Legend has it that the inspiration for mermaids comes from an elusive sea mammal, so fierce that it flees at the first sight of a human.
It is an animal that features heavily in the folklore of Southeast Asia, where many cultures believe it was originally human, and many languages use the synonym mermaid to refer to it. To the wider world, it is known as dugong.
“Dgongs are sea cows. They are closely related to manatees and their closest land relatives are elephants,” says Christopher Marshall, associate professor of marine biology at Texas A&M University. “They are unique among marine mammals in that they are vegetarians: they eat only sea grasses and other aquatic plants.”
Marshall admits that the connection to mermaids seems like a stretch, though “he also mentions their scientific name: they’re in an order called ‘Sirenia’, and sirena is another word for mermaid. There’s a lot of interesting cultural mythology around them.”
All is not good, however. Their tears are sold in bottles as love potions or aphrodisiacs, and various parts of their bodies—including bones, horns, and penises—are collected for their supposed medicinal properties. Their teeth are used to make cigarettes. They have also been hunted for meat and oil for thousands of years, which, together with habitat loss, has greatly reduced their numbers. The International Union for Conservation of Nature (IUCN) designated the dugong as a vulnerable species in 1982, but says the extent to which dugong numbers have declined is unknown.
Dugong habitats are found in the coastal areas of the Indian and Pacific oceans, distributed in more than 40 countries. However, they were declared functionally extinct in China last summer, and populations are rapidly declining in countries such as Kenya, Japan and Indonesia, according to the UN Conservation Programme.
“There are two main weaknesses for these animals,” explained Marshall. “One is the loss of habitat: sea grasses are disappearing all over the world. And two, catches: that’s a big problem for dugongs in the Persian Gulf.”
The Gulf is home to the world’s second largest dugong population, after Australia. About 3,000 people live on the coast of Abu Dhabi, United Arab Emirates, where a conservation program is currently restoring coastal ecosystems.
“We’ve been studying dugongs for the last 20 years,” says Maitha Mohamed Al Hameli, a marine biologist at the Abu Dhabi Environment Agency. “We started tracking them to understand their distribution, and based on that data we managed to highlight some marine areas that were later declared protected; that’s where we have the highest population density.”
The emirate has restored 7,500 hectares of mangroves, grass meadows and coral reefs in a project that targets land and sea, and aims for a further 4,500 hectares by 2030. It has also imposed a ban on fishing gear because they catch dugongs. .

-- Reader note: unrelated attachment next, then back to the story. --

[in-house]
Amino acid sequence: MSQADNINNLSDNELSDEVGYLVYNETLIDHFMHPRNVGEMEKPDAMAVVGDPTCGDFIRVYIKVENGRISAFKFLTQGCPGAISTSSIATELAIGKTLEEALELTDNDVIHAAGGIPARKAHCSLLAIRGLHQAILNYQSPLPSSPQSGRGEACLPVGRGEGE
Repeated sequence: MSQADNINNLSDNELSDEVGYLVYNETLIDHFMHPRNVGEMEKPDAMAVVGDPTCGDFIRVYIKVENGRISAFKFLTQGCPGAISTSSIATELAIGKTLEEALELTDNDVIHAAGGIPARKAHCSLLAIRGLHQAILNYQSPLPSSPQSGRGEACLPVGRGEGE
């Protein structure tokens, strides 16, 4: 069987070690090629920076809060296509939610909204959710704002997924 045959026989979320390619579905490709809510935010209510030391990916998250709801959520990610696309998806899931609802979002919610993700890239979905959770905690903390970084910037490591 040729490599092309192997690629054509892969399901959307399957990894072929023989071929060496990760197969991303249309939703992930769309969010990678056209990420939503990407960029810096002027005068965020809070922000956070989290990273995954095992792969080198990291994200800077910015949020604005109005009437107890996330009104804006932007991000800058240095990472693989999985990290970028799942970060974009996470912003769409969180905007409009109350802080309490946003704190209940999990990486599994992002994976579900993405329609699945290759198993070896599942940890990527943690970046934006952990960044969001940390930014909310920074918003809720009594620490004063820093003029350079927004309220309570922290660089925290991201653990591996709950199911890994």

“The recovery project is huge. In addition to protected areas, we have laws and regulations that protect the critical habitats that support these animals. Our population has been stable for the past 20 years and based on our biennial aerial surveys, it is actually increasing,” says Al Hameli.
The program will have positive ripple effects on other creatures, including dolphins, turtles and hundreds of species of fish. “Recovery of mangroves, sea grasses and corals also has a great impact on fishing. Many mangroves and seagrass beds act as nurseries for fish early in their life, especially commercially significant fish,” says Al Hameli, adding that increasing mangroves and seagrass patches will also increase the amount of carbon they can sequester from the atmosphere.
The chance for dugongs is not only a guaranteed food source – they need to eat 10% of their body weight every day, according to Marshall – but more space to breed and grow safely. “Dugongs will not mate unless they feel the population is safe and secure,” says Al Hameli. “They are very honest. They have a strong flight reflex. If they approach you, they will swim away or dive… Therefore, the feeling of security and the abundance of food are the key factors for reproduction”.
Because dugongs are shy, it’s almost impossible to build ecotourism around them, and it’s harder to raise awareness about conservation efforts, Marshall says. “Unfortunately, we only preserve what we can really see and the charismatic or very beautiful things. The team in Abu Dhabi is ahead of anyone else in the area and I fully support what they are doing to restore the habitat”, he says.
“They’re being smart about it because there’s a relationship between mangroves and seagrasses and coral reefs, so you have to restore all three to keep the seagrasses around, because that’s what the dugongs rely on,” he added.
“It’s a really long and uphill battle, but it’s something that really needs to be done.”